Completely agree, which is what I was referring to, when I said it's not in their DNA. I realiize they're not really trying to appeal to people like you and me (I assume), but on the other hand, I've never heard of a pub doing poorly or going out of business, and places like Kennedy School and Edgefield have always been wildly popular. My post was mostly in reference to the comment from Nick at 3 Floyds, which as it pertains to McM, I think is pretty understandable.

    As I indicated, I'm generally a fan of their stuff, but exciting new beers or an a new, innovative approach... thats' really not what I'm looking for or expecting when I go to a McM pub (which really doesn't happen very often any more).
  16. + 1000. My wife and I go to the Edgefield property once a year to recharge our batteries, let the kids have a grandparents weekend, and walk the line between partying and relaxing. The experience outweighs whether or not they are using citra or simcoe hops, or if the beer is innovative enough.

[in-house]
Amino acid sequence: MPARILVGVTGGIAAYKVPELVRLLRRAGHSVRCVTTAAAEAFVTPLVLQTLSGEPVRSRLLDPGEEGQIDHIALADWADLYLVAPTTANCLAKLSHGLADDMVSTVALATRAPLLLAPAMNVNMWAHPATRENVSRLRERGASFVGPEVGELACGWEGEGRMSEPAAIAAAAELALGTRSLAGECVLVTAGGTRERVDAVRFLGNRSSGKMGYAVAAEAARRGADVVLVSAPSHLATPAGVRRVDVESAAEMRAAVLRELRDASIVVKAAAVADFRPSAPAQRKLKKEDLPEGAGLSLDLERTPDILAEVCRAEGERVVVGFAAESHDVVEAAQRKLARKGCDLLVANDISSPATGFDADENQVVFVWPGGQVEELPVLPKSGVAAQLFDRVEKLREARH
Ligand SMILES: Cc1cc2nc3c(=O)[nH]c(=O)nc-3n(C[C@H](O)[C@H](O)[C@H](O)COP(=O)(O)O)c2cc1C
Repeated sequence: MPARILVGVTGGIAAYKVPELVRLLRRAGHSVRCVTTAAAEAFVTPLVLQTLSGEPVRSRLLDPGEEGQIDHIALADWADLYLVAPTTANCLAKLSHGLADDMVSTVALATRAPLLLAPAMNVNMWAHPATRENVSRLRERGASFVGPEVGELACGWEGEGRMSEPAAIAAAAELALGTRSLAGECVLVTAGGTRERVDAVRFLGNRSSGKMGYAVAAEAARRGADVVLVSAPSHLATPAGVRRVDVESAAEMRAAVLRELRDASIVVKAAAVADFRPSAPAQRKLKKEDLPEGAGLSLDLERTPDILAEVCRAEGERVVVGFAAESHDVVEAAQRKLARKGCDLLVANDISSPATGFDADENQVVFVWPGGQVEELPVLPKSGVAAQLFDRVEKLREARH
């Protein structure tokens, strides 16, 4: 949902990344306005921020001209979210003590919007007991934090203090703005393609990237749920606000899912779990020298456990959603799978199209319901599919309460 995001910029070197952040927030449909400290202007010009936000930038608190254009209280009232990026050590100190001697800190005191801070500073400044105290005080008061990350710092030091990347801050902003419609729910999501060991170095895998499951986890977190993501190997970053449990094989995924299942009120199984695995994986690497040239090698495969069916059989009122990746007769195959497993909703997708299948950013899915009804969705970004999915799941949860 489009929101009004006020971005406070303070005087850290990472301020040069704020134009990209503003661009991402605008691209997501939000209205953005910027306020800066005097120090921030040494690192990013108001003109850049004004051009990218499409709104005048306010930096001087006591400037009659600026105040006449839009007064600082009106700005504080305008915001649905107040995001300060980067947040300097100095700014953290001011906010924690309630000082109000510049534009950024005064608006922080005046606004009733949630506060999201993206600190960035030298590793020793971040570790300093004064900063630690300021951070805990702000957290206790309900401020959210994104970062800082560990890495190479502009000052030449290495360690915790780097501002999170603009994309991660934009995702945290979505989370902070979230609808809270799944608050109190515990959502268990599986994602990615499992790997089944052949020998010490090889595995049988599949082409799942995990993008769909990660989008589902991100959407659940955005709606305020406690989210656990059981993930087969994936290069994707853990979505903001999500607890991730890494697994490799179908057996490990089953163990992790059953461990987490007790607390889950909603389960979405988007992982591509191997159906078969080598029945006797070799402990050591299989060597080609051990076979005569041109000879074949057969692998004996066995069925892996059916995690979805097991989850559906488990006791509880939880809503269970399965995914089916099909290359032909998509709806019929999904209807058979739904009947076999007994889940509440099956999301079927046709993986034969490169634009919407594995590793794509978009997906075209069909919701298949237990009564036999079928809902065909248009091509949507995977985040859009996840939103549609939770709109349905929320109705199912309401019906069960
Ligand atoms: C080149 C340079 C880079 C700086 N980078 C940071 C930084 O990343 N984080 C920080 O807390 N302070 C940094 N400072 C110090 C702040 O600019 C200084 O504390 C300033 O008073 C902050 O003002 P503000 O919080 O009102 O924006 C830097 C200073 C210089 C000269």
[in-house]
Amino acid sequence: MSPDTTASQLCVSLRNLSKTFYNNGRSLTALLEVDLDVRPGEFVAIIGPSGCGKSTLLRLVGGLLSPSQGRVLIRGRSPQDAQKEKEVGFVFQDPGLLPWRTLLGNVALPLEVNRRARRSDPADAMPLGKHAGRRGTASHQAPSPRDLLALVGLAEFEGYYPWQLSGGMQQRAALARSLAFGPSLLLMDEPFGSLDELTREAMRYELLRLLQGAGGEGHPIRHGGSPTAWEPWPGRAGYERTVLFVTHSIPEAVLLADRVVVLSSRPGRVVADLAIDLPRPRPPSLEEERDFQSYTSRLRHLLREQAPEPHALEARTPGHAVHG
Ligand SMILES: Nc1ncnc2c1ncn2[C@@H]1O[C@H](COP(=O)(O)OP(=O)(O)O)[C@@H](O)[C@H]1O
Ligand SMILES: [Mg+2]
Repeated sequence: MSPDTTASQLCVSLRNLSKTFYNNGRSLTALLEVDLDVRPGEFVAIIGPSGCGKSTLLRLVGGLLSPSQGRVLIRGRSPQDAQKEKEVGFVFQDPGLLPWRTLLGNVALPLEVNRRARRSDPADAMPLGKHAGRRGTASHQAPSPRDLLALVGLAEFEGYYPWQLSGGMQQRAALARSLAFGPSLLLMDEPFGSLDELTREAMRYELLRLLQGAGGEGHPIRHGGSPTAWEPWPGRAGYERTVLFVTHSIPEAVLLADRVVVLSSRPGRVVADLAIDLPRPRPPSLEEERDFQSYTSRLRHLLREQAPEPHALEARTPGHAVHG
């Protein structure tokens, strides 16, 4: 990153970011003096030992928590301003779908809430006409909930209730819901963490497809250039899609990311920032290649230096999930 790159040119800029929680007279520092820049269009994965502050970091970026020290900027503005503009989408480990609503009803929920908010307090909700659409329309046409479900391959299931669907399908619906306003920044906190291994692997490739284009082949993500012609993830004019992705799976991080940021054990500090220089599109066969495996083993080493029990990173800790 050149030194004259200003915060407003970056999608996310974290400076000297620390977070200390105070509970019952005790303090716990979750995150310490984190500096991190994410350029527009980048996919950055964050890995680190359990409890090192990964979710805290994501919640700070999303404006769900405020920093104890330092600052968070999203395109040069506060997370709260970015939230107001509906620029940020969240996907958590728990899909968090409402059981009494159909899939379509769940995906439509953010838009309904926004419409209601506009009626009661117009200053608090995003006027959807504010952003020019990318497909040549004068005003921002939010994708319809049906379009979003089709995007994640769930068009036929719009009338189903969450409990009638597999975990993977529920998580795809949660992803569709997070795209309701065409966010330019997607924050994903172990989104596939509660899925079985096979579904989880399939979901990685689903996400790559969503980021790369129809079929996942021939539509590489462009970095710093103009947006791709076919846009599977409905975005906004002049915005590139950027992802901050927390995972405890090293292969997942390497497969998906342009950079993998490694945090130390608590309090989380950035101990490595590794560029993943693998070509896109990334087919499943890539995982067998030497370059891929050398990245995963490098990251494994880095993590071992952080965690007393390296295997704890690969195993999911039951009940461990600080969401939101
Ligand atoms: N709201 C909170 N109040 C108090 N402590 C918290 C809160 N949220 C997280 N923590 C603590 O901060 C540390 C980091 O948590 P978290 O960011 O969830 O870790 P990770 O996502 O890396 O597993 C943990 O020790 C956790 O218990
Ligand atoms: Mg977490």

I do think it was classy for Mr. Floyd to come on here and clarify the comments.
  17. draheim

    draheim Poobah (1,110) Washington Sep 18, 2010 Verified

    Yes, generally. But sometimes I'm just in the mood for a cheeseburger or a bowl of jambalaya and a boring old NW-style IPA or two served in an American pint glass, in a clean, comfortable place that will give my daughter a kids' menu and a few crayons.
  18. ccrida

    ccrida Advocate (545) Oregon May 26, 2006

    John, I totally agree with your thoughts. But in there defense, some of their pubs with in-house breweries are afforded a degree of latitude that allows for some interesting brews, depending on their brewer (and other factors I'm sure). I live near the corny pass one, and they usually have a few solid house-only brews that generally slake my thrist for real, local craft brew (rather then the standard americanized english ale micro).
  19. BuckeyeOne

    BuckeyeOne Advocate (600) Washington Mar 9, 2008 Verified

    And they have tator tots, so I'm all kinds of good on that score.
  20. John_M

    John_M Moderator (1,155) Oregon Oct 25, 2003 Staff Member Verified

    That's true Adam. I was really just making a general observation about the beer at their pubs, but you're right. In fact, the last time I was at the High Street pub in Eugene, they actually had an IPA on cask. I couldn't believe my eyes.
  21. I think the seasonal/big beers are in the $15 range, but I think a majority are in the $7-10 range (which may still be a bit pricey depending on the beer). Zombie Dust though...awesome! And at $30-35 a case, worth every penny!

    EDIT: Arctic Panzer wolf is also worth seeking out IMO.